Secondly, let’s go back to that huge pdf. Before anyone jumps to conclusions about “new nuclear weapons”, I’ll just quote directly from p. 49 of that document (bold emphasis mine):
The means and strategies to be employed encompass all major aspects of the deterrent: the stockpile itself; the science, technology, and engineering base which underpins the nation’s ability to sustain the stockpile as safe, secure, and effective; and the production and laboratory physical infrastructure. Technical issues within the stockpile will be identified and addressed because new weapons systems will not be built. The stockpile management program will undertake life extension work on legacy weapons systems to assure their effectiveness, while enhancing warhead safety and security, without requiring additional underground nuclear tests.
This is perhaps one of the most important aspects of the proposed funding. Why? Because, as I’ve written previously, a goal of the Obama administration is to ratify the Comprehensive Test Ban Treaty (CTBT). Global implications of US ratification of the treaty would be profound, to say the least. If Senate naysayers are calmed by additional funding for maintenance and upkeep of the nuclear deterrent, and are therefore more comfortable voting for CTBT, and even START, ratification, it is worth it. (Please click here for related commentary by Dr. Jeffrey Lewis at Arms Control Wonk.)
The part of the funding that has various non-governmental organizations concerned is mostly the following (pdf):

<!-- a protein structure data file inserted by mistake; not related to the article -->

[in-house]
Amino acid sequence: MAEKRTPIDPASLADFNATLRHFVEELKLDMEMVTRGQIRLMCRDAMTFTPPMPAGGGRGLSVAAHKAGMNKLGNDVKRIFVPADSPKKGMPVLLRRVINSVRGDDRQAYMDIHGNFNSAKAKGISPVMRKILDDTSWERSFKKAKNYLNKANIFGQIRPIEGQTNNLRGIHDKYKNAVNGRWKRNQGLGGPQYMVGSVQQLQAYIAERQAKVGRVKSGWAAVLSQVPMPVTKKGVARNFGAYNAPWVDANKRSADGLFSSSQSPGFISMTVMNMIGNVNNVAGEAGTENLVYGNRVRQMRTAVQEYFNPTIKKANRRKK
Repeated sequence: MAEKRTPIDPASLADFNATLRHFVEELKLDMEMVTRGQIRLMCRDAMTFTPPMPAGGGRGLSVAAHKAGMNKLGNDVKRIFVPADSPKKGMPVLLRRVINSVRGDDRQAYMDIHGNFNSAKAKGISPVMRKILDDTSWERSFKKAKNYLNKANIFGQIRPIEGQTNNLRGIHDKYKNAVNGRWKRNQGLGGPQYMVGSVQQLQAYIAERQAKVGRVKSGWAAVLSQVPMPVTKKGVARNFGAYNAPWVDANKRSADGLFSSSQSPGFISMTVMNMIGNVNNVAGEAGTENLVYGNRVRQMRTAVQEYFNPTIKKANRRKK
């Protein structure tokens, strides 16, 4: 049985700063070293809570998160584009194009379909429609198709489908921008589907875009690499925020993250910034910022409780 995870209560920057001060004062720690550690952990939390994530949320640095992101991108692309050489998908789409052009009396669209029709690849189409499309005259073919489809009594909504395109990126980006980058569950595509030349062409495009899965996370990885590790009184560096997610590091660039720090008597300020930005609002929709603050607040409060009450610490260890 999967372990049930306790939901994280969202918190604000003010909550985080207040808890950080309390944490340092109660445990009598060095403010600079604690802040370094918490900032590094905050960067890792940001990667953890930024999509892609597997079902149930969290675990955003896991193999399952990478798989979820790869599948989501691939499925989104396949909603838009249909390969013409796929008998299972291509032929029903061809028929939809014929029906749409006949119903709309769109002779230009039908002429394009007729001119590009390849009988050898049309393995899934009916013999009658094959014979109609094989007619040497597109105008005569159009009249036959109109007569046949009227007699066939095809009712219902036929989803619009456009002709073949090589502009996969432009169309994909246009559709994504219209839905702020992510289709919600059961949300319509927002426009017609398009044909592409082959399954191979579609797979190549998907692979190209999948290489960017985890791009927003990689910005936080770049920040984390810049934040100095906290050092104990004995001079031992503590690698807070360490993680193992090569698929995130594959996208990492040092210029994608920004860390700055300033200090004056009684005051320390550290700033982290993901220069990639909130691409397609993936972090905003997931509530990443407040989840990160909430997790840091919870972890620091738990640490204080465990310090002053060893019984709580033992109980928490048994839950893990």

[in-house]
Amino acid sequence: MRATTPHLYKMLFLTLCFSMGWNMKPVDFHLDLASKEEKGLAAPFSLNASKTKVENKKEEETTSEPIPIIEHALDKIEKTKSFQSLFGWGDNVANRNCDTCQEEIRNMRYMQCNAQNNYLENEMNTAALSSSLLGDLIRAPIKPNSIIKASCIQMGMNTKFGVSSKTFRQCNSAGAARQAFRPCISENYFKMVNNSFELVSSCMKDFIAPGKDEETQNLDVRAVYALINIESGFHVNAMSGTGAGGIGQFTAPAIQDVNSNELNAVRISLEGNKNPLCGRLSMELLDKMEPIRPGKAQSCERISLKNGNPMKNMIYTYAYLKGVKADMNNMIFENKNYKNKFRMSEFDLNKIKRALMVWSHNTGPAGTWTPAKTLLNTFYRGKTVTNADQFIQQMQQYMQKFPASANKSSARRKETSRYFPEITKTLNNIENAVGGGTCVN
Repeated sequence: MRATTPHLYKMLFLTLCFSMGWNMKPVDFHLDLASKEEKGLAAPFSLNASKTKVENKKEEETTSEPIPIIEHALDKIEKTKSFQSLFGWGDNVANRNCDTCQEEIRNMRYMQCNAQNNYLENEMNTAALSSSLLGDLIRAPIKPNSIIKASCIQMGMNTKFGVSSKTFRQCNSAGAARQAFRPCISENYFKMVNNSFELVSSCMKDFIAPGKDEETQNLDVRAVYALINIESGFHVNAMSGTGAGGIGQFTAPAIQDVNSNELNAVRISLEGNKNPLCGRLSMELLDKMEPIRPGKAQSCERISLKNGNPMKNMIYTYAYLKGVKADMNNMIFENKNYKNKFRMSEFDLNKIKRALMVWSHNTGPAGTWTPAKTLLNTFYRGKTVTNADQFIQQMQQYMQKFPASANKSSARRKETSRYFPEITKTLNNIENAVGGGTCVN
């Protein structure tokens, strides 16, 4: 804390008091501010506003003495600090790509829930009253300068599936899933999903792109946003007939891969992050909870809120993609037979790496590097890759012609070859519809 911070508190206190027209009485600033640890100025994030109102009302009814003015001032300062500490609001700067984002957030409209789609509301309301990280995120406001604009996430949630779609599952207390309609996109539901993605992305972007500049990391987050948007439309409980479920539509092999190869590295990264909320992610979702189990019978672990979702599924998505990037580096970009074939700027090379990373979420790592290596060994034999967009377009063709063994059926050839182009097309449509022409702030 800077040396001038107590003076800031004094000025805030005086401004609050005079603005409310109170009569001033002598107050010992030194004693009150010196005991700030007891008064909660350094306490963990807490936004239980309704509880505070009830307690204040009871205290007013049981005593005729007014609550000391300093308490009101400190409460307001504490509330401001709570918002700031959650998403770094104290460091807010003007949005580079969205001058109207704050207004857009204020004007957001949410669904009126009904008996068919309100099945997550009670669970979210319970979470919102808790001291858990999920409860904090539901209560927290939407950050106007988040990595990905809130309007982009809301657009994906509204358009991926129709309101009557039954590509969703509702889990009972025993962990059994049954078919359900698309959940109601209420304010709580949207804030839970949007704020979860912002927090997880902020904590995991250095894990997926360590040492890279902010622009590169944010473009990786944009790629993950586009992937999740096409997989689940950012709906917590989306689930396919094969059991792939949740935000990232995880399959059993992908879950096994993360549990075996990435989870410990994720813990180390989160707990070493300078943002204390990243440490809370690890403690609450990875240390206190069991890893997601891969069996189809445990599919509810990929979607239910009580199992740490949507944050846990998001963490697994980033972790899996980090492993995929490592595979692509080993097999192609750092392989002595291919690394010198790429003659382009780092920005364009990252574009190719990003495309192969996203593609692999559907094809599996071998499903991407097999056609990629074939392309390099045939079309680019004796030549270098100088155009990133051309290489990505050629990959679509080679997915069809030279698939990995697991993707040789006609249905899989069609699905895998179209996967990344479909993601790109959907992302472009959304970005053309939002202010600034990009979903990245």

Proposed DoE funding also includes large increases for a facility that will expand plutonium production in Los Alamos, New Mexico and for a new highly enriched uranium production facility near Oak Ridge, Tennessee, each estimated to cost about $3 billion. The CMRR plutonium facility at LANL increased from $97M in FY10 to $225 million in FY11. Y-12’s Uranium Processing Facility (UPF) also increases to $115M from $94M in FY 2010.
The plans are to have the CMRR fully operational by 2022, and an adjoining plutonium pit reuse/refabrication facility ready to go by approximately 2018. Conceivably, the LANL and Y-12 facilities could be used as part of a production plan for new warheads in the not-so-near future, but the chances of the Obama administration doing that are vanishingly small, especially given the wording in the actual budget request, that there will be no new weapons systems.
So, I feel that those concerns are unfounded at this point, though it’s important to bring them up and keep them in mind as things develop over the next few years; I’m counting on Greg Mello at the Los Alamos Study Group to keep up the good work in that area.
Finally, I think it’s important to note that this funding may be a significant increase, but it’s not a surprise. Obama is not breaking any promises; he is not increasing our nuclear capabilities, but is keeping his commitment to a modern, credible deterrent. Spinning it as a “broken promise” is not accurate, to say the least.
Side note: If you’re interested in reading more about specific aspects of the FY2011 budget for the NNSA, check out Kingston Reif’s posts over at the Nukes of Hazard, here and here. Also make sure you download the three page summary of the budget (pdf), as well as the Center for Arms Control and Non-Proliferation’s booklet on the entire defense budget, which includes nuclear weapons allocations (pdf). John Fleck of the Albuquerque Journal also had a good article; you’ll have to sit through a short ad in order to read it.